Surgical breathe right strips

Find out how to quit using Breathe Right strips by having functional rhinoplasty to permanently open up internal or external nasal valve narrowing and improve chronic nasal congestion.

Many people with chronic nasal blockage find that they can improve their nasal airflow by wearing Breathe Right Strips. These adhesive strips can be a viable way to open up the internal nasal airway and decrease congestion symptoms. Most people limit wearing these strips to bedtime (or on the sports field) so they have persistent breathing problems once they take the Breathe Right strip off.

Wouldn't it be great if you could have the nasal breathing improvement that breathe right strips give you -- permanently?

How do Breathe Right Strips work?

To see how nasal surgery can create durable nasal congestion correction one must look at how Breathe Right Strips work in the first place. Breathe Right Strips work by springing open the upper lateral cartilages (internal nasal valve) and/or lower lateral cartilages (external nasal valve) thereby widening the internal and external nasal valves. You can see where these cartilages are located in this schematic:

Upper lateral cartilage and lower lateral cartilage anatomy

The internal nasal valve is the narrowest section of the entire upper airway. Relatively small changes (as little as a millimeter) to the area of the valve can lead to perceptible changes to nasal airflow and the sensation of impoved nasal breathing.

Alternatives to Breathe Right strips

So what can you do if you find that Breathe Right Strips improve your breathing, but you'd rather have a permanent solution to your breathing problems? To find the appropriate surgical solution for nasal valve narrowing one must determine which area or areas need to be addressed.

Dynamic external nasal valve collapse

Some people have external nasal valve collapse only when they take a deep breath in through their nose. This dynamic external valve collapse can be treated using alar batten grafts. This involves placing cartilage grafts along the nasal sidewall to strengthen the tissue in the area and preventing collapse of the nose. Learn more about alar batten grafts here.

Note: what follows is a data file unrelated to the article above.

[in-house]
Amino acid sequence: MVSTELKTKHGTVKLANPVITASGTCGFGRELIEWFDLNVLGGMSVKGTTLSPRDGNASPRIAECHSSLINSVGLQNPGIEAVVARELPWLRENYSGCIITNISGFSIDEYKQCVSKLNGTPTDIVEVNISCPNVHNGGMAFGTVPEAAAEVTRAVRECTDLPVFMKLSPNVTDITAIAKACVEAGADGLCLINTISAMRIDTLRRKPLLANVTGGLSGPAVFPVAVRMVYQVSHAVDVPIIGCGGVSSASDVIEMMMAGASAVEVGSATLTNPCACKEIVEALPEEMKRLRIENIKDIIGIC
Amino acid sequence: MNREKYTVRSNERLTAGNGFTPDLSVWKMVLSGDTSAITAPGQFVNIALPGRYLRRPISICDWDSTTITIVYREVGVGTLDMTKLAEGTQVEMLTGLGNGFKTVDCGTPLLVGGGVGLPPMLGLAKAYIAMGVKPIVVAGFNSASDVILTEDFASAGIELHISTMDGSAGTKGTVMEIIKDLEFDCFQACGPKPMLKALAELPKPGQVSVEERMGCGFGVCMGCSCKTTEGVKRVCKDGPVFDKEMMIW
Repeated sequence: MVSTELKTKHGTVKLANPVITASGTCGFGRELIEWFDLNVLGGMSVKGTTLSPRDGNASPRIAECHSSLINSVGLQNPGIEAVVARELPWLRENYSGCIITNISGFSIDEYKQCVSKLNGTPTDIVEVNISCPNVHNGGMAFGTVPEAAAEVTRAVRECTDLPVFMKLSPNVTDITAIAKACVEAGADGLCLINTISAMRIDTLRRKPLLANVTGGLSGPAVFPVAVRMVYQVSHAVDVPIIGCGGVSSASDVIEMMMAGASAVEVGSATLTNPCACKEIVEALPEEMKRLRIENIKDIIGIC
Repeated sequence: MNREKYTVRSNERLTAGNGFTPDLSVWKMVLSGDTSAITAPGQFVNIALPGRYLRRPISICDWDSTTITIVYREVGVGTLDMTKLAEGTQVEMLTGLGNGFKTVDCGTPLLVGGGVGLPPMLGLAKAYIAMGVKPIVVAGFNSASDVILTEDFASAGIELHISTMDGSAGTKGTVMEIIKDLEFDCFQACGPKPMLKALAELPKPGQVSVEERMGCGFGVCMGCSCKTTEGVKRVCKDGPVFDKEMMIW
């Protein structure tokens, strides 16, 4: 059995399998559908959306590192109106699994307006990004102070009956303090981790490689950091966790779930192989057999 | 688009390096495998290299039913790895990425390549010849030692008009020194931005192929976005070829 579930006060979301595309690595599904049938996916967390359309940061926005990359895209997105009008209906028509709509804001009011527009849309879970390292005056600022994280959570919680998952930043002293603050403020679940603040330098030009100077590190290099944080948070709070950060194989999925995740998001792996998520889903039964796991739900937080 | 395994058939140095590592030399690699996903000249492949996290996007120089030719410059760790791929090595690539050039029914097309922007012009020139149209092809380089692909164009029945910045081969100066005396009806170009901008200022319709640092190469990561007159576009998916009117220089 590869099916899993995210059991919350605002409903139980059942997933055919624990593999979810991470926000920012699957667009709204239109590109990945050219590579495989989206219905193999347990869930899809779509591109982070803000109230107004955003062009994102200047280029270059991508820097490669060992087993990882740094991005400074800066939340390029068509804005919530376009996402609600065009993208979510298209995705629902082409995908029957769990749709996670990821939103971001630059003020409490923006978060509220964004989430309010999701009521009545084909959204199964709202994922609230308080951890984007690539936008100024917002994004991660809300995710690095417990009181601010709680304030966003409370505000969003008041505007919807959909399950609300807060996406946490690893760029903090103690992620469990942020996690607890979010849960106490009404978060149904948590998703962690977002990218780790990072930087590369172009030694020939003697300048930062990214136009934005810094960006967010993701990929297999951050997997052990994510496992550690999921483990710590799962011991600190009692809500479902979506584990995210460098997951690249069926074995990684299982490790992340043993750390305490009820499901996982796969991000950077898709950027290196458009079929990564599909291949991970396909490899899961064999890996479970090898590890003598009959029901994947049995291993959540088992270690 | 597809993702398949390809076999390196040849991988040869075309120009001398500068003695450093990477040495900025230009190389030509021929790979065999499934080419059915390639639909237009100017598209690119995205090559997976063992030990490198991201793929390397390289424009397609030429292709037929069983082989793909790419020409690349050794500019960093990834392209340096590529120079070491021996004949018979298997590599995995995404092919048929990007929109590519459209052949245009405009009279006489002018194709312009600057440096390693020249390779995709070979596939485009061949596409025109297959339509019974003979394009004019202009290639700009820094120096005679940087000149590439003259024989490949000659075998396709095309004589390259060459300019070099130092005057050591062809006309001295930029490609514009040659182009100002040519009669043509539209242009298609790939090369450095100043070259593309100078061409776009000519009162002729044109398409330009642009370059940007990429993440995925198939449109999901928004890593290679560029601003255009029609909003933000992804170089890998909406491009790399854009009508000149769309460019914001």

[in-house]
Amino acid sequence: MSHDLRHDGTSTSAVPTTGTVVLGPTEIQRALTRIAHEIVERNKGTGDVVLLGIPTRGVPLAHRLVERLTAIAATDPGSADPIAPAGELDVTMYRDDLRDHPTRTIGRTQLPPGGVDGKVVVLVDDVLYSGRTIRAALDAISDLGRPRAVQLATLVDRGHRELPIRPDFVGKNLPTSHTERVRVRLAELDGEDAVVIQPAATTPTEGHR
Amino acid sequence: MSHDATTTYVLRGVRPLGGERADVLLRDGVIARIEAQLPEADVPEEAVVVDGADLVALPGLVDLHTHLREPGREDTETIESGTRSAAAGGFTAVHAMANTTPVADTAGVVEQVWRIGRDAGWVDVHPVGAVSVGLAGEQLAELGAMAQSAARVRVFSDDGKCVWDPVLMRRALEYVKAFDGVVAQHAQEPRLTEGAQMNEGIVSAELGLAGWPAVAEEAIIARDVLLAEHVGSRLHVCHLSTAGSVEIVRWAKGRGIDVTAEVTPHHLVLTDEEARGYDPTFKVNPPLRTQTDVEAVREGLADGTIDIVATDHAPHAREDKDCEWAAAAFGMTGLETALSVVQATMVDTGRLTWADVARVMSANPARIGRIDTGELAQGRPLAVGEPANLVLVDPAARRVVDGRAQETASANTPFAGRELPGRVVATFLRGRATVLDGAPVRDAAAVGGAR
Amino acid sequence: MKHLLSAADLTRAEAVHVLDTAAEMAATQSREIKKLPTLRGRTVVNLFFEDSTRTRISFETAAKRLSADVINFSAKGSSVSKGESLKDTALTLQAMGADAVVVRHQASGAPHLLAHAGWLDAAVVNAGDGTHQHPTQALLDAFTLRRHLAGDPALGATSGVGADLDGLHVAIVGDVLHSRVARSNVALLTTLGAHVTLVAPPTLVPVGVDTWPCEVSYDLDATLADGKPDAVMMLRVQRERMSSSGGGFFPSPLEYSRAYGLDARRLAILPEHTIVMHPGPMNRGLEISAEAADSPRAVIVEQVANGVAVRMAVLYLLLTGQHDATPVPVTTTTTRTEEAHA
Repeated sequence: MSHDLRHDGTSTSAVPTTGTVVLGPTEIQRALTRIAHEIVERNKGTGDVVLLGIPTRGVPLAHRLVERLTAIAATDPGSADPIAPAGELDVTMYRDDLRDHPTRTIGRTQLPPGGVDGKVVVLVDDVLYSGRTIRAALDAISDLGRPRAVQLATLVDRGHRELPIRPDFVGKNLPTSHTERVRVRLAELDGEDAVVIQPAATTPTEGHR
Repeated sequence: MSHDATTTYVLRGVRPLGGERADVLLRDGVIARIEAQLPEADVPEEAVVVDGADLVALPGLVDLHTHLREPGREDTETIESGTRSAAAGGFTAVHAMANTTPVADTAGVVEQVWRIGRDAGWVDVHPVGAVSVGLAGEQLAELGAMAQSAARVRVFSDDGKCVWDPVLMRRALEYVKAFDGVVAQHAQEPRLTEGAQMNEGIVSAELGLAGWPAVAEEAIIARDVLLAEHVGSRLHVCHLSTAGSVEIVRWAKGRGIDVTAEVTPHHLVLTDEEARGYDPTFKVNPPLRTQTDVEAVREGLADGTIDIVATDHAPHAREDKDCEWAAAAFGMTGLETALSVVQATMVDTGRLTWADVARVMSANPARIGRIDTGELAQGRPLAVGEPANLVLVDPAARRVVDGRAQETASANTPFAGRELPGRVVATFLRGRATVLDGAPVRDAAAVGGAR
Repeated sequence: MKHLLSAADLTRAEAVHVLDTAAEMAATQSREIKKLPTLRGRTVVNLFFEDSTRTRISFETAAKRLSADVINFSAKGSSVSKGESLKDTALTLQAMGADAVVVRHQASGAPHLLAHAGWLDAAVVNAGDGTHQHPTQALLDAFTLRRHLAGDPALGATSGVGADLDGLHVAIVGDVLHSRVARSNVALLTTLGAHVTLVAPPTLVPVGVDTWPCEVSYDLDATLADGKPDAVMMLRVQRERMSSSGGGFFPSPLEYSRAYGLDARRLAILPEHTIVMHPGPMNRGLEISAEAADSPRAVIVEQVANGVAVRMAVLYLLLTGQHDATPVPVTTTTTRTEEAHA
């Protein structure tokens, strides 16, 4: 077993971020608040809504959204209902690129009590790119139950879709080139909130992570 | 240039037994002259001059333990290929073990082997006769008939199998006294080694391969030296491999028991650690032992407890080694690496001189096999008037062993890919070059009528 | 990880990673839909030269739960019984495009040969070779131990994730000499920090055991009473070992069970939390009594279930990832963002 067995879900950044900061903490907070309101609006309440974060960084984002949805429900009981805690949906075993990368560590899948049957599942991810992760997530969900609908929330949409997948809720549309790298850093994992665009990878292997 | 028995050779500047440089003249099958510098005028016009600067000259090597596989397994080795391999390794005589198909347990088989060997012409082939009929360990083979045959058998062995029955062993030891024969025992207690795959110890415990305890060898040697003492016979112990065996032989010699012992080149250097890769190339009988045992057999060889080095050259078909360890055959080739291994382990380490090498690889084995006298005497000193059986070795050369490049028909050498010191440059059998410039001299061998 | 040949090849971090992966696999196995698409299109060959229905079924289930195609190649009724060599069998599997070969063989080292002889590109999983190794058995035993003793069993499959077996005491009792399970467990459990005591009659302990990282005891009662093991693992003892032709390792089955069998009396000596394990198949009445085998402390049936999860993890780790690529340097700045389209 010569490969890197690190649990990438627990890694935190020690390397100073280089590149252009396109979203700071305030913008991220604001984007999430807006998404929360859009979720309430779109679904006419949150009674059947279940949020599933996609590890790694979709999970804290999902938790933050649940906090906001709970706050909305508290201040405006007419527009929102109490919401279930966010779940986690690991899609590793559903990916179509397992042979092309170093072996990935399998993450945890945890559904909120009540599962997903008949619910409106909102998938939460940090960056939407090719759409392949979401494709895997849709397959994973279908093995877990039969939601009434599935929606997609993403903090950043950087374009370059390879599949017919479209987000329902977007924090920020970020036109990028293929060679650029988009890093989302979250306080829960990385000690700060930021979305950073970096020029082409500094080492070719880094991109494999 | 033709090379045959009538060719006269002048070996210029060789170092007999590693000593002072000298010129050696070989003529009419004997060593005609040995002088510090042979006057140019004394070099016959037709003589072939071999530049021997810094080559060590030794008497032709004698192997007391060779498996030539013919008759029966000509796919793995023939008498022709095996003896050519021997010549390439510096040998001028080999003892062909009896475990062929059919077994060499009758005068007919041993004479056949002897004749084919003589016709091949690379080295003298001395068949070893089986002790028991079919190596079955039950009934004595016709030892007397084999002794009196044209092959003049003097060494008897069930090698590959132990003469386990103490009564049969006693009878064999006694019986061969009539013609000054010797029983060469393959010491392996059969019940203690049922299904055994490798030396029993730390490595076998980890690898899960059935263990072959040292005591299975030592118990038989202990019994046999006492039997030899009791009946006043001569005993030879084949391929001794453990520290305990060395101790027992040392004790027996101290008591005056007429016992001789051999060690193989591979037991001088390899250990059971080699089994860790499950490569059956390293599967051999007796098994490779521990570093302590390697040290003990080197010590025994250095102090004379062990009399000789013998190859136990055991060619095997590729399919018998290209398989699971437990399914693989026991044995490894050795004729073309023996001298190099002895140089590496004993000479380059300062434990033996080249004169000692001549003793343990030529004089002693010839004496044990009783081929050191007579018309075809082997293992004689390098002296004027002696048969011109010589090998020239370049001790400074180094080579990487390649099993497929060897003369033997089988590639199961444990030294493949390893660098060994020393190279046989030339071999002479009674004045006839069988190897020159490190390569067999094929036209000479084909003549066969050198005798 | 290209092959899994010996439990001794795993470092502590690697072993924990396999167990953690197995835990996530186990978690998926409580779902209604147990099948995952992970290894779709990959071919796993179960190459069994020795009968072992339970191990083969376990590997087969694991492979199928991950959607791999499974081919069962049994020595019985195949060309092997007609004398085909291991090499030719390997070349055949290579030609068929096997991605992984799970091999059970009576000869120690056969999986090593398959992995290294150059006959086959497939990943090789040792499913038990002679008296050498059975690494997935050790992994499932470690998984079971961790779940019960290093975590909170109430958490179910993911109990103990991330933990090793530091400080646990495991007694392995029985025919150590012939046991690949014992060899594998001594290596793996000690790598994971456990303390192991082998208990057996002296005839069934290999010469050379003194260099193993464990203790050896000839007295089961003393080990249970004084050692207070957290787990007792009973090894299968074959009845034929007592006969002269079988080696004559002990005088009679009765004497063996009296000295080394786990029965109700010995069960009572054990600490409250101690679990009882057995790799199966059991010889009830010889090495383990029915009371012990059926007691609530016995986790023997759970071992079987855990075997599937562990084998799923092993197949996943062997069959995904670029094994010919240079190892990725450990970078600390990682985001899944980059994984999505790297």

Static external valve collapse

Other people will have a baseline collapse or narrowing of the external nasal valves even when not taking in a deep breath through the nose. In some cases this can result from over-aggressive rhinoplasty surgery, but in many other cases it results from congenitally weak or malpostioned lower lateral cartilages. This malposition can include internal re-curvature of the LLCs where the lateral ends of the cartilage curve back into the internal nasal airway or cephalic malposition where the lower lateral cartilages are angled too far upward and don't support the nasal sidewalls properly.
With static external valve collapse alar batten grafts may be used to correct the structural deficiency. In other cases it may be best to reposition cephalically positioned LLCs more laterally or treat LLC re-curvature using LLC strut grafts.

Internal valve collapse

Treatment of internal nasal valve collapse is done using spreader grafts. These cartilage grafts are inserted between narrowed or collapsed upper lateral cartilages and the septum to provide the required level of lateralization, thereby opening up the internal nasal airway and improving nasal breathing. They are typically sutured into place using dissolvable sutures to keep them in proper position until the nose heals. Learn more about spreader grafts here.